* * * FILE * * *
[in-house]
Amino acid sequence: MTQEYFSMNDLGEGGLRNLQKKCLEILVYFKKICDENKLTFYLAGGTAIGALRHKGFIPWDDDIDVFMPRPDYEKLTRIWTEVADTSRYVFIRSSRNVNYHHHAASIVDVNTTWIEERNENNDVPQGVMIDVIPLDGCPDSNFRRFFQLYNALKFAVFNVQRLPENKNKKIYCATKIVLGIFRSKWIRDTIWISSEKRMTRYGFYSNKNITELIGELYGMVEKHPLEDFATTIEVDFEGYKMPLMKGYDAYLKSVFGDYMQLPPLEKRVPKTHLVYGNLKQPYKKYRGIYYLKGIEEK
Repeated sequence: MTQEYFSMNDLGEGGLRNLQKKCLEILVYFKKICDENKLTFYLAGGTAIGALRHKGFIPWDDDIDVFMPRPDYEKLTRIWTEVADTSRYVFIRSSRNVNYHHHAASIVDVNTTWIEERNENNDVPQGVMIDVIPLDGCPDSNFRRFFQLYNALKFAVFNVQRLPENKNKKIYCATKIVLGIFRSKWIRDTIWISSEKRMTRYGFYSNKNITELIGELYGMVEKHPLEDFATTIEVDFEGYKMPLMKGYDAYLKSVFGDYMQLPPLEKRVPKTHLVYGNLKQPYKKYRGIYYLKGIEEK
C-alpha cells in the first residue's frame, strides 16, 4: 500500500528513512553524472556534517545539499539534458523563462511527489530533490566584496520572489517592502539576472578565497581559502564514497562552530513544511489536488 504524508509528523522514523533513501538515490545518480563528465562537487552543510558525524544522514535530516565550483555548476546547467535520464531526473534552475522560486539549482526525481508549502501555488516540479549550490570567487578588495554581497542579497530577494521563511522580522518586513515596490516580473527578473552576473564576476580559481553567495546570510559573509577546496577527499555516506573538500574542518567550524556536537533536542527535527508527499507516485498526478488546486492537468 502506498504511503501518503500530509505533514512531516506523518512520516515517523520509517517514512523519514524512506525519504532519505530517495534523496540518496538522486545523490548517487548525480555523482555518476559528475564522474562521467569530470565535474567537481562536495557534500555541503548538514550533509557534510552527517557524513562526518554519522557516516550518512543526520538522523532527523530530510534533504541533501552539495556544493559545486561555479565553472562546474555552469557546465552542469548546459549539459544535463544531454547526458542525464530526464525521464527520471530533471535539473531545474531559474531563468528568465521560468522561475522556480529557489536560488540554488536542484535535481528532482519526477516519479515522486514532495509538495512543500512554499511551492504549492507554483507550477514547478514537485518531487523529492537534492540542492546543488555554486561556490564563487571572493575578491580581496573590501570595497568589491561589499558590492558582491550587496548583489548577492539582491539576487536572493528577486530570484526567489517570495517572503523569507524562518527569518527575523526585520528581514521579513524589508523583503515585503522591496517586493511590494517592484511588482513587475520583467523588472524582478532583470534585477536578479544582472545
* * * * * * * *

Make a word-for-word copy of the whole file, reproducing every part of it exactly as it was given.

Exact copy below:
[in-house]
Amino acid sequence: MTQEYFSMNDLGEGGLRNLQKKCLEILVYFKKICDENKLTFYLAGGTAIGALRHKGFIPWDDDIDVFMPRPDYEKLTRIWTEVADTSRYVFIRSSRNVNYHHHAASIVDVNTTWIEERNENNDVPQGVMIDVIPLDGCPDSNFRRFFQLYNALKFAVFNVQRLPENKNKKIYCATKIVLGIFRSKWIRDTIWISSEKRMTRYGFYSNKNITELIGELYGMVEKHPLEDFATTIEVDFEGYKMPLMKGYDAYLKSVFGDYMQLPPLEKRVPKTHLVYGNLKQPYKKYRGIYYLKGIEEK
Repeated sequence: MTQEYFSMNDLGEGGLRNLQKKCLEILVYFKKICDENKLTFYLAGGTAIGALRHKGFIPWDDDIDVFMPRPDYEKLTRIWTEVADTSRYVFIRSSRNVNYHHHAASIVDVNTTWIEERNENNDVPQGVMIDVIPLDGCPDSNFRRFFQLYNALKFAVFNVQRLPENKNKKIYCATKIVLGIFRSKWIRDTIWISSEKRMTRYGFYSNKNITELIGELYGMVEKHPLEDFATTIEVDFEGYKMPLMKGYDAYLKSVFGDYMQLPPLEKRVPKTHLVYGNLKQPYKKYRGIYYLKGIEEK
C-alpha cells in the first residue's frame, strides 16, 4: 500500500528513512553524472556534517545539499539534458523563462511527489530533490566584496520572489517592502539576472578565497581559502564514497562552530513544511489536488 504524508509528523522514523533513501538515490545518480563528465562537487552543510558525524544522514535530516565550483555548476546547467535520464531526473534552475522560486539549482526525481508549502501555488516540479549550490570567487578588495554581497542579497530577494521563511522580522518586513515596490516580473527578473552576473564576476580559481553567495546570510559573509577546496577527499555516506573538500574542518567550524556536537533536542527535527508527499507516485498526478488546486492537468 502506498504511503501518503500530509505533514512531516506523518512520516515517523520509517517514512523519514524512506525519504532519505530517495534523496540518496538522486545523490548517487548525480555523482555518476559528475564522474562521467569530470565535474567537481562536495557534500555541503548538514550533509557534510552527517557524513562526518554519522557516516550518512543526520538522523532527523530530510534533504541533501552539495556544493559545486561555479565553472562546474555552469557546465552542469548546459549539459544535463544531454547526458542525464530526464525521464527520471530533471535539473531545474531559474531563468528568465521560468522561475522556480529557489536560488540554488536542484535535481528532482519526477516519479515522486514532495509538495512543500512554499511551492504549492507554483507550477514547478514537485518531487523529492537534492540542492546543488555554486561556490564563487571572493575578491580581496573590501570595497568589491561589499558590492558582491550587496548583489548577492539582491539576487536572493528577486530570484526567489517570495517572503523569507524562518527569518527575523526585520528581514521579513524589508523583503515585503522591496517586493511590494517592484511588482513587475520583467523588472524582478532583470534585477536578479544582472545